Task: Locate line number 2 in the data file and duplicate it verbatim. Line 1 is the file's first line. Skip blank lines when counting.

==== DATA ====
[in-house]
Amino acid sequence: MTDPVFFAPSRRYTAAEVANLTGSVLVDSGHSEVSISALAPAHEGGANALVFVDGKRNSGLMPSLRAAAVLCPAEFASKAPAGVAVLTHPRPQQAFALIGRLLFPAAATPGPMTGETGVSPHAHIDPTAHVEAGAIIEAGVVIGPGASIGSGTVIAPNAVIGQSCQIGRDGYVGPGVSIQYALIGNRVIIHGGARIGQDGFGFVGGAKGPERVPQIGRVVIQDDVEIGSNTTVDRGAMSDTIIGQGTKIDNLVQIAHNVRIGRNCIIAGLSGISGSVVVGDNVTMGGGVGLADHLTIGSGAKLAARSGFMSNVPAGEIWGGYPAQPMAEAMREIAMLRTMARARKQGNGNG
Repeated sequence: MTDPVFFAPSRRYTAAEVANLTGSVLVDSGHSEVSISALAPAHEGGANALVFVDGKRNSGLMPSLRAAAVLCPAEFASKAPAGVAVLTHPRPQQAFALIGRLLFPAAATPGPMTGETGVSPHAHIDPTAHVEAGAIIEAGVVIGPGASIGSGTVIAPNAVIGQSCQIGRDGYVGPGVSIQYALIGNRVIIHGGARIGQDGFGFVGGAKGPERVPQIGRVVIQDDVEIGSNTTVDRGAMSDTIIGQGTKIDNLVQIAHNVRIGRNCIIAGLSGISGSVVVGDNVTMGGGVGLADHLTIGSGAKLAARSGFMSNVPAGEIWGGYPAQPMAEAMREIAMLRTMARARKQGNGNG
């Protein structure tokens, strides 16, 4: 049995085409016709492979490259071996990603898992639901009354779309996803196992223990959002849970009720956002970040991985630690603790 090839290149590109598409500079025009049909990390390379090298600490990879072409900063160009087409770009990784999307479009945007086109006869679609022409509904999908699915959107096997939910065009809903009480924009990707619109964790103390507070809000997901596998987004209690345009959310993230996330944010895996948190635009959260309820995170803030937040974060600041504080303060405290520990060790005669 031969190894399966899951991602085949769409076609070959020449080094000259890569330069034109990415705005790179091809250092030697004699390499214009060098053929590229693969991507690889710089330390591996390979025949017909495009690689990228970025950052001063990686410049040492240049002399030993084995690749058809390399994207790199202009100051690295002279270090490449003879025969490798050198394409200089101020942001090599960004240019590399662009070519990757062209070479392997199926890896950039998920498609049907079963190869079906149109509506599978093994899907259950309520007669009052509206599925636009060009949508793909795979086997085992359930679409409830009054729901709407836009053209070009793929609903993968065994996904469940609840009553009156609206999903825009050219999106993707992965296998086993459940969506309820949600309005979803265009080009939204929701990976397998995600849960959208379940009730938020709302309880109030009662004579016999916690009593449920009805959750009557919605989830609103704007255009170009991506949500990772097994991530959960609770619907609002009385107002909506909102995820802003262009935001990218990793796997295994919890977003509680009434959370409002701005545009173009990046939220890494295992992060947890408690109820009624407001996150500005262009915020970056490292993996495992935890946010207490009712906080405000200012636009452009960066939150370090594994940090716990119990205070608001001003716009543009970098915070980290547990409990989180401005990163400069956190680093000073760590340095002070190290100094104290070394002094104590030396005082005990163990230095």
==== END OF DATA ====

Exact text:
Amino acid sequence: MTDPVFFAPSRRYTAAEVANLTGSVLVDSGHSEVSISALAPAHEGGANALVFVDGKRNSGLMPSLRAAAVLCPAEFASKAPAGVAVLTHPRPQQAFALIGRLLFPAAATPGPMTGETGVSPHAHIDPTAHVEAGAIIEAGVVIGPGASIGSGTVIAPNAVIGQSCQIGRDGYVGPGVSIQYALIGNRVIIHGGARIGQDGFGFVGGAKGPERVPQIGRVVIQDDVEIGSNTTVDRGAMSDTIIGQGTKIDNLVQIAHNVRIGRNCIIAGLSGISGSVVVGDNVTMGGGVGLADHLTIGSGAKLAARSGFMSNVPAGEIWGGYPAQPMAEAMREIAMLRTMARARKQGNGNG